What is a Giclee Print | FinerWorks
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What is a Giclee Print

The word giclee derives from a French phrase “"le gicleur" which means “to squirt” or “to spray”. It was modified and termed giclée, (pronounced as jeeclay) by an American company which was looking for a way to describe the new print making technique they were using in the 1980s. Since the word “inkjet” had an inferior connotation in the fine art community, the word giclee was proposed as a more refined description of prints made in this fashion.

Orgins of Giclee Printing

Originally using IRIS printers, the technology has evolved considerably to include prints made on other brands of printers. These more well-known models provided by companies such as Canon and Epson now dominate this industry since they produce the most accurate prints possible while using fade resistant, archival grade inks on fine art media such as canvas or art papers. Because it does not have the complex and expensive setup process other types of prints require, it quickly become the method of choice for both artists and photographers.

Utilizing Inkjet Printers

These printers used for professional giclee productions are actually similar to inkjet printers found at local office supply stores, just larger and sometimes with a higher-grade ink. The prints are usually printed on rolls of paper or canvas and can be done on demand. Unlike some of the more traditional print making techniques, the setup process is easier and does not require large quantities be ordered at a time. Some artists even choose to print them as needed or after the print is sold. While this may not appeal to some in the art world, many galleries who stock and sell prints will frequently accept giclee prints just as readily as screen and lithograph prints as long as they are made by a third-party company and not the artist themselves. Fine art photographers have also gravitated to giclee prints for their clients simply for the variety of papers and color accuracy.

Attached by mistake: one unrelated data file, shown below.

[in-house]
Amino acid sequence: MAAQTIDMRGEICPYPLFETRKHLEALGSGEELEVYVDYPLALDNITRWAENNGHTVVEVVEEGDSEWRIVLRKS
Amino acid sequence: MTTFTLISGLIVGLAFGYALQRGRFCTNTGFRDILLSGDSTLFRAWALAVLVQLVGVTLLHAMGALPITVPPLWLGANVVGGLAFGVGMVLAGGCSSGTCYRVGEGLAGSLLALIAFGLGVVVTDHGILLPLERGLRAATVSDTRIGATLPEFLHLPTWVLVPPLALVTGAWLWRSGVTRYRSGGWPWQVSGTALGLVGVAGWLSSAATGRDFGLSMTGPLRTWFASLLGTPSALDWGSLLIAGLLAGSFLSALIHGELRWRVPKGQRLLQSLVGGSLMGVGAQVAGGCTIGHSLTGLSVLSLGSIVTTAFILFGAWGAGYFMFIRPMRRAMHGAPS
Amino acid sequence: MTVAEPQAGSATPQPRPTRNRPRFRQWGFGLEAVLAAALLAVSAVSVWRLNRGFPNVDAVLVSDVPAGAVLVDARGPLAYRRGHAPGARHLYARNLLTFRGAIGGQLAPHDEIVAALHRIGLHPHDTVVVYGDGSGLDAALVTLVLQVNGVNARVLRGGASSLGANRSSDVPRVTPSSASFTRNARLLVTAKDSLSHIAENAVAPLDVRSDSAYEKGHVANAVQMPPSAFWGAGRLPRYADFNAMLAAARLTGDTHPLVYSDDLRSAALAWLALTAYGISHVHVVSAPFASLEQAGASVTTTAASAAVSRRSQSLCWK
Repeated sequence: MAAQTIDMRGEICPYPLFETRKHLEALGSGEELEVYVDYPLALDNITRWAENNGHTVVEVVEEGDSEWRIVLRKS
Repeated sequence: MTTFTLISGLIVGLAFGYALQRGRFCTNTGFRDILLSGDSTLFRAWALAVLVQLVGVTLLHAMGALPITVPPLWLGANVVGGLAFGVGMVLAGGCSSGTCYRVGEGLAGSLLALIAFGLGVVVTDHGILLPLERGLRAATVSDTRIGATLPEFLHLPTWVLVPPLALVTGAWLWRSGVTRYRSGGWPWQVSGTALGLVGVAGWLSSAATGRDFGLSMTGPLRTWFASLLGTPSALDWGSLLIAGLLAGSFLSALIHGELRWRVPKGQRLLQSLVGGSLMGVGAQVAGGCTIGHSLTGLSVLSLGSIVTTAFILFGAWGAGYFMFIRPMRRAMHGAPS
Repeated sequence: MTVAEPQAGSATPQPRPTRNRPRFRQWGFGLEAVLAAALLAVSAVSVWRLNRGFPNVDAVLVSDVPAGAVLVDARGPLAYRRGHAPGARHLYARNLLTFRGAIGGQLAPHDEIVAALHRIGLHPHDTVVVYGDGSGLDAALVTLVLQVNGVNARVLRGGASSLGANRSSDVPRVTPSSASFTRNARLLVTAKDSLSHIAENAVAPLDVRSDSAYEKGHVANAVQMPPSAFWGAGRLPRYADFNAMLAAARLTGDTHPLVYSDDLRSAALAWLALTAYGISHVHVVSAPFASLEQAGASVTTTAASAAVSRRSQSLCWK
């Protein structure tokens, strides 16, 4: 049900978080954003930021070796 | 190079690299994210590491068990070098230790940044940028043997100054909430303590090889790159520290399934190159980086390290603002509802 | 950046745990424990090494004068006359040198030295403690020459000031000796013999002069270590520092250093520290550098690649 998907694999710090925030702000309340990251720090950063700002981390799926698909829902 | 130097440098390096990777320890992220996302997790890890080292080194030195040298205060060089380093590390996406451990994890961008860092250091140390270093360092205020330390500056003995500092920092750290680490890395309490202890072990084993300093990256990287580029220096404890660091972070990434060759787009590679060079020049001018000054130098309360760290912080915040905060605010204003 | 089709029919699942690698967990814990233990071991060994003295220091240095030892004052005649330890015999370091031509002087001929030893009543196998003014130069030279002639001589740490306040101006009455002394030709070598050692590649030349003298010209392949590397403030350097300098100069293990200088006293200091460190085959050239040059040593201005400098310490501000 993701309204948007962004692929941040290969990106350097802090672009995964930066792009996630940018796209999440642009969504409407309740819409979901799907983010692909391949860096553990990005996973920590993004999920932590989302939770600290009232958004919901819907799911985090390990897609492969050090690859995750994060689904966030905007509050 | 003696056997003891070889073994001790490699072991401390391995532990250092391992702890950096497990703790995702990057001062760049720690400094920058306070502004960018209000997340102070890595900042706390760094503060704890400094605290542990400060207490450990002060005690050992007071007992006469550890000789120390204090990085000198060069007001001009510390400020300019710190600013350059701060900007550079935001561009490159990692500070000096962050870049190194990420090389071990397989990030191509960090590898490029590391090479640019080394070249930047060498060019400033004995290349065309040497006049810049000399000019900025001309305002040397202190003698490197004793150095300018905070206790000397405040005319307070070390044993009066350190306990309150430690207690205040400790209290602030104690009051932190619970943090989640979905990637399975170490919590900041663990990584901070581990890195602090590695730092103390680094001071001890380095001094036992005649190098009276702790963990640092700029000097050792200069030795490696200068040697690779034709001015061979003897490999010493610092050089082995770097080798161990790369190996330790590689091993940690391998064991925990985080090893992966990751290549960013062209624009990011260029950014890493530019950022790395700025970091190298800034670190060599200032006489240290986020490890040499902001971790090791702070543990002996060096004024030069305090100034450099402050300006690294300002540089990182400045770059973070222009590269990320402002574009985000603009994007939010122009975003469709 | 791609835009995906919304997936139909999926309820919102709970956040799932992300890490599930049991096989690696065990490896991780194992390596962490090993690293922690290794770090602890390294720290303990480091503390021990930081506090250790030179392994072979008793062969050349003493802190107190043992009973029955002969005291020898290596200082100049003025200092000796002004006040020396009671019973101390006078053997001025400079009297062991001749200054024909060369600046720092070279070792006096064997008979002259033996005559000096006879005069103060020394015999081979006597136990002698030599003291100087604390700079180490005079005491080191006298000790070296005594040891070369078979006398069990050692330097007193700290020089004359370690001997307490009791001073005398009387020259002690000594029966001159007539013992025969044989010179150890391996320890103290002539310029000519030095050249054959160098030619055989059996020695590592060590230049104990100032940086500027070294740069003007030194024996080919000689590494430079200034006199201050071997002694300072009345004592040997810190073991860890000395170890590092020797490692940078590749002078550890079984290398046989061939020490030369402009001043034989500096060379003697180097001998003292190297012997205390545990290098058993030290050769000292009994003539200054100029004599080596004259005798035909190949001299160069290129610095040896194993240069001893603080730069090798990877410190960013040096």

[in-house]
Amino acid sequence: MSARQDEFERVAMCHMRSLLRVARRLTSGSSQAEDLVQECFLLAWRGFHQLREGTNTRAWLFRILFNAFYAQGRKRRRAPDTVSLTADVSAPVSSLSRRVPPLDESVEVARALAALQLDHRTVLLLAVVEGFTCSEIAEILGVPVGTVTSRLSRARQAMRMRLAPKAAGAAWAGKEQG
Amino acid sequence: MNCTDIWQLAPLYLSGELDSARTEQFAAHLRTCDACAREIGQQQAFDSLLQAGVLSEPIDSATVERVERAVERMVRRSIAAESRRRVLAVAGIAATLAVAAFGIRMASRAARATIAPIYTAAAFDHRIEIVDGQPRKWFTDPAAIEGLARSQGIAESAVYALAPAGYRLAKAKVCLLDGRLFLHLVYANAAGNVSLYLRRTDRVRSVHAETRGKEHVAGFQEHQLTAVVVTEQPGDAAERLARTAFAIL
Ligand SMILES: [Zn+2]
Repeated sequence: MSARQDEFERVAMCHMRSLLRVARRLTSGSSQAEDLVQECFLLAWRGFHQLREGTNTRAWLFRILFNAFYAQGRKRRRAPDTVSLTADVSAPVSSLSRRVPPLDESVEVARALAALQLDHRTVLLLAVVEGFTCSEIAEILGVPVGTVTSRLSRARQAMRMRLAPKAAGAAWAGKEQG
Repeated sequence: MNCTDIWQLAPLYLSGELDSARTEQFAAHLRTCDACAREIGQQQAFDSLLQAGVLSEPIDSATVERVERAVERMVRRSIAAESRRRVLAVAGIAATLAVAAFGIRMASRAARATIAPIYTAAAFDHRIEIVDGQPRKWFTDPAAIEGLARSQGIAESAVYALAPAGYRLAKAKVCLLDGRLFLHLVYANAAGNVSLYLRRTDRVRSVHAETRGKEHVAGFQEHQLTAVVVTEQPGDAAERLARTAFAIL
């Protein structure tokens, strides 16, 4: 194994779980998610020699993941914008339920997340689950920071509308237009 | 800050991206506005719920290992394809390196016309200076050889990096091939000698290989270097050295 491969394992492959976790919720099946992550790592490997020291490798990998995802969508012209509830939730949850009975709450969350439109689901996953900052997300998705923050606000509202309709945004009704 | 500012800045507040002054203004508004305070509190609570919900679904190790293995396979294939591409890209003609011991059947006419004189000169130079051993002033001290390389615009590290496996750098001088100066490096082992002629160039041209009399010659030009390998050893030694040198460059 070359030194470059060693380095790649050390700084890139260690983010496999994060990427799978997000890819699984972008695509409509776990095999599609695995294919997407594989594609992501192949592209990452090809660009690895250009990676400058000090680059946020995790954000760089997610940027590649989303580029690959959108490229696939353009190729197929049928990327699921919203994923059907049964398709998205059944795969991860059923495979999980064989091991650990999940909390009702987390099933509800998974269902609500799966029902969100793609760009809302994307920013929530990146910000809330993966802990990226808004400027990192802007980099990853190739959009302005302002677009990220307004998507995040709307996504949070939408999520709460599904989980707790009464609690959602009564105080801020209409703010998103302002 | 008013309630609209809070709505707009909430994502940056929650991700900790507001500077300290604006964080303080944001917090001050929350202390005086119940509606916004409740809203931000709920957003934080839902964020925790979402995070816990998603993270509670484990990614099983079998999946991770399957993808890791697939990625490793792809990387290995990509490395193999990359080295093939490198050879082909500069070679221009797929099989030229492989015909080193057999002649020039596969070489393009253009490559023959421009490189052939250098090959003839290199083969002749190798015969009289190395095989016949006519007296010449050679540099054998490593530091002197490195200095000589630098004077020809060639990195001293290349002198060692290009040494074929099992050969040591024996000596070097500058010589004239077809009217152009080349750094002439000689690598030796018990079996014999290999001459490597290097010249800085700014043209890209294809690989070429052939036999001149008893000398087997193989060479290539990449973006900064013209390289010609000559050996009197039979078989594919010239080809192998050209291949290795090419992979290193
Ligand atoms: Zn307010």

Name brand companies such as Canon, Epson and HP now provide most printers in the professional giclee industry. They continue to engineer inks to become more archival while allowing for an incredible range of color. Paper manufacturers have also become an influential factor by producing and selling a wide range substrates with varying characteristics. These include canvas, textured and fiber based papers engineered to hold and best absorb the inks being used.

Types of Inks Used

Currently water based pigmented inks are the most widely used types of inks due to their longevity and high color gamut however the prints need to be handled carefully until the inks have had time to cure. Canvas prints are easily coated using water based acrylic clear coats while paper prints typically are not coated or done so expensively with various non waterbased coating agents. Some brands such as Epson have also begun to use more durable solvent inks however these tend to lack the color gamut (accuracy) the pigmented inks have. In the future, it is expected these solvent based inks will improve so they can become more mainstream for fine art printing.

Can You Make Your Own Fine Art Prints at Home?

While some artists are now able to produce giclee prints themselves, many still look to professional print makers like FinerWorks when the prints are to be sold. Printing with FinerWorks simply saves the artist both the hassle and cost of trying to do it themselves, plus elevates the print from being considered a “homemade reproduction” to a professionally made giclee print.


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